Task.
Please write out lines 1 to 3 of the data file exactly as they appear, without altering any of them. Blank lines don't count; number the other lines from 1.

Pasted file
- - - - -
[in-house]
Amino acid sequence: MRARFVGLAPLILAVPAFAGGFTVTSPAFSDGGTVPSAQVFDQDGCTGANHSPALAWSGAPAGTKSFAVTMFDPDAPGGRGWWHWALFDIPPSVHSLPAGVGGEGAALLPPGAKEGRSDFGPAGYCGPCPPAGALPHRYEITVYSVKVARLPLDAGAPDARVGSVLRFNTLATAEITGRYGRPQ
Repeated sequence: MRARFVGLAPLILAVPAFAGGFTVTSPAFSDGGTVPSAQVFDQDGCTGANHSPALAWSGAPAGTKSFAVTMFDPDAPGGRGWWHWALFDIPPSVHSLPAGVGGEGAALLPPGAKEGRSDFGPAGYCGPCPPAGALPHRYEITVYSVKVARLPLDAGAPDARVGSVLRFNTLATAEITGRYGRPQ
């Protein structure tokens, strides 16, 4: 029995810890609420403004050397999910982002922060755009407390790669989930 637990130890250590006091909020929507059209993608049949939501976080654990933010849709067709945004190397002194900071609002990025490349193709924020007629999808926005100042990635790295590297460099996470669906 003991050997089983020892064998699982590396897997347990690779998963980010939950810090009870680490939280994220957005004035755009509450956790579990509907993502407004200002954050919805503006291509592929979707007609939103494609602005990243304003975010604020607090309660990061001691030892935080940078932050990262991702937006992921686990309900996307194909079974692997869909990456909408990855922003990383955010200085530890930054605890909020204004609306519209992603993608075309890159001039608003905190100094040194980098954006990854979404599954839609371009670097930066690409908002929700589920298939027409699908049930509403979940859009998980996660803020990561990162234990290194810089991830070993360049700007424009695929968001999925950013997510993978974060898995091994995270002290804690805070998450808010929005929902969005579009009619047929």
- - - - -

[in-house]
Amino acid sequence: MRARFVGLAPLILAVPAFAGGFTVTSPAFSDGGTVPSAQVFDQDGCTGANHSPALAWSGAPAGTKSFAVTMFDPDAPGGRGWWHWALFDIPPSVHSLPAGVGGEGAALLPPGAKEGRSDFGPAGYCGPCPPAGALPHRYEITVYSVKVARLPLDAGAPDARVGSVLRFNTLATAEITGRYGRPQ
Repeated sequence: MRARFVGLAPLILAVPAFAGGFTVTSPAFSDGGTVPSAQVFDQDGCTGANHSPALAWSGAPAGTKSFAVTMFDPDAPGGRGWWHWALFDIPPSVHSLPAGVGGEGAALLPPGAKEGRSDFGPAGYCGPCPPAGALPHRYEITVYSVKVARLPLDAGAPDARVGSVLRFNTLATAEITGRYGRPQ